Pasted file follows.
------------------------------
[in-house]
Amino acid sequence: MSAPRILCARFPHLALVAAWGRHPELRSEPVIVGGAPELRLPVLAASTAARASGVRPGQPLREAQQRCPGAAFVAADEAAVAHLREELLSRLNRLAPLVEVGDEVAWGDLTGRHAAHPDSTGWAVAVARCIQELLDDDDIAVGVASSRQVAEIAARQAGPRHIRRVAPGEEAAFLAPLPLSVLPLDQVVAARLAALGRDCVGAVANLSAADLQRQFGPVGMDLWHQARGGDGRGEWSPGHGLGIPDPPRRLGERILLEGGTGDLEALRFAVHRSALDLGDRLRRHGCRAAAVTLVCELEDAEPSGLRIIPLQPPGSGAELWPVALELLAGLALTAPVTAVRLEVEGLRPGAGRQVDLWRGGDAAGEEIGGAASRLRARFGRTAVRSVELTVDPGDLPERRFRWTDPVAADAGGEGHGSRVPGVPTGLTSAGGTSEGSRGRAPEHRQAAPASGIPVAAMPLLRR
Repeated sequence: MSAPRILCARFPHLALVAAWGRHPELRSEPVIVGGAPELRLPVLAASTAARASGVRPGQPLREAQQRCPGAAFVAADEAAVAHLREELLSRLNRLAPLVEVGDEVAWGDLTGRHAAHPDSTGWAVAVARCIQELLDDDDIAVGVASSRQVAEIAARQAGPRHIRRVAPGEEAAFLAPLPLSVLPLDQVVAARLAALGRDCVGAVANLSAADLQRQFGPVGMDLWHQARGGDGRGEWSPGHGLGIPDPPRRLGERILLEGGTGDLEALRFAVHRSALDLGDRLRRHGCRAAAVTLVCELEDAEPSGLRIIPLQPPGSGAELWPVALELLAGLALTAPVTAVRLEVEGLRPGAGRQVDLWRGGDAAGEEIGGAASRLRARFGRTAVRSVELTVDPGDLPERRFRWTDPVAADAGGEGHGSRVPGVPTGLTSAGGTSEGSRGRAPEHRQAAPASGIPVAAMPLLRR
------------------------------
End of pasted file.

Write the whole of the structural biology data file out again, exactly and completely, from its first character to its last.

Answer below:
[in-house]
Amino acid sequence: MSAPRILCARFPHLALVAAWGRHPELRSEPVIVGGAPELRLPVLAASTAARASGVRPGQPLREAQQRCPGAAFVAADEAAVAHLREELLSRLNRLAPLVEVGDEVAWGDLTGRHAAHPDSTGWAVAVARCIQELLDDDDIAVGVASSRQVAEIAARQAGPRHIRRVAPGEEAAFLAPLPLSVLPLDQVVAARLAALGRDCVGAVANLSAADLQRQFGPVGMDLWHQARGGDGRGEWSPGHGLGIPDPPRRLGERILLEGGTGDLEALRFAVHRSALDLGDRLRRHGCRAAAVTLVCELEDAEPSGLRIIPLQPPGSGAELWPVALELLAGLALTAPVTAVRLEVEGLRPGAGRQVDLWRGGDAAGEEIGGAASRLRARFGRTAVRSVELTVDPGDLPERRFRWTDPVAADAGGEGHGSRVPGVPTGLTSAGGTSEGSRGRAPEHRQAAPASGIPVAAMPLLRR
Repeated sequence: MSAPRILCARFPHLALVAAWGRHPELRSEPVIVGGAPELRLPVLAASTAARASGVRPGQPLREAQQRCPGAAFVAADEAAVAHLREELLSRLNRLAPLVEVGDEVAWGDLTGRHAAHPDSTGWAVAVARCIQELLDDDDIAVGVASSRQVAEIAARQAGPRHIRRVAPGEEAAFLAPLPLSVLPLDQVVAARLAALGRDCVGAVANLSAADLQRQFGPVGMDLWHQARGGDGRGEWSPGHGLGIPDPPRRLGERILLEGGTGDLEALRFAVHRSALDLGDRLRRHGCRAAAVTLVCELEDAEPSGLRIIPLQPPGSGAELWPVALELLAGLALTAPVTAVRLEVEGLRPGAGRQVDLWRGGDAAGEEIGGAASRLRARFGRTAVRSVELTVDPGDLPERRFRWTDPVAADAGGEGHGSRVPGVPTGLTSAGGTSEGSRGRAPEHRQAAPASGIPVAAMPLLRR